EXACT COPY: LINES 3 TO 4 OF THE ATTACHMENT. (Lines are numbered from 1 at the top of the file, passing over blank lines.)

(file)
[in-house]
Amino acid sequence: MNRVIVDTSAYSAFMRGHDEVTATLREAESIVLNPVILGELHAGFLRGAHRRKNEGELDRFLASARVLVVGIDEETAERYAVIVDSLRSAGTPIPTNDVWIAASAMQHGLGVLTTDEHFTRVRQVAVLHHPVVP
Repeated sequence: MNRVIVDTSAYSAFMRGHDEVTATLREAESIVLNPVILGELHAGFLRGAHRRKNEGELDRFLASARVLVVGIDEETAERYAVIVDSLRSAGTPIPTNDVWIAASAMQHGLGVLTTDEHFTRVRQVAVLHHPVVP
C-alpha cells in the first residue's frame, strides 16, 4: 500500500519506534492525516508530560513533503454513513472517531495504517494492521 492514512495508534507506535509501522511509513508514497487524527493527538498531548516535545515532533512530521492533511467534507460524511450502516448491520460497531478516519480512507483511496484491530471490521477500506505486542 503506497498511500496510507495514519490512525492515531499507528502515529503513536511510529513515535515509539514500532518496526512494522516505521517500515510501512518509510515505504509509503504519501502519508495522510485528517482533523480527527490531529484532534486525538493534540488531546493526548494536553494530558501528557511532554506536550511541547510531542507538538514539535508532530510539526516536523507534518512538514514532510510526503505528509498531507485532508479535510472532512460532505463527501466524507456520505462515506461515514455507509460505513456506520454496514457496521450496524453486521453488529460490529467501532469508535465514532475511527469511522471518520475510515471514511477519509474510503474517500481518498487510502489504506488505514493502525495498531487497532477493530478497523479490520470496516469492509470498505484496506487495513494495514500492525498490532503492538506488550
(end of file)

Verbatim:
Repeated sequence: MNRVIVDTSAYSAFMRGHDEVTATLREAESIVLNPVILGELHAGFLRGAHRRKNEGELDRFLASARVLVVGIDEETAERYAVIVDSLRSAGTPIPTNDVWIAASAMQHGLGVLTTDEHFTRVRQVAVLHHPVVP
C-alpha cells in the first residue's frame, strides 16, 4: 500500500519506534492525516508530560513533503454513513472517531495504517494492521 492514512495508534507506535509501522511509513508514497487524527493527538498531548516535545515532533512530521492533511467534507460524511450502516448491520460497531478516519480512507483511496484491530471490521477500506505486542 503506497498511500496510507495514519490512525492515531499507528502515529503513536511510529513515535515509539514500532518496526512494522516505521517500515510501512518509510515505504509509503504519501502519508495522510485528517482533523480527527490531529484532534486525538493534540488531546493526548494536553494530558501528557511532554506536550511541547510531542507538538514539535508532530510539526516536523507534518512538514514532510510526503505528509498531507485532508479535510472532512460532505463527501466524507456520505462515506461515514455507509460505513456506520454496514457496521450496524453486521453488529460490529467501532469508535465514532475511527469511522471518520475510515471514511477519509474510503474517500481518498487510502489504506488505514493502525495498531487497532477493530478497523479490520470496516469492509470498505484496506487495513494495514500492525498490532503492538506488550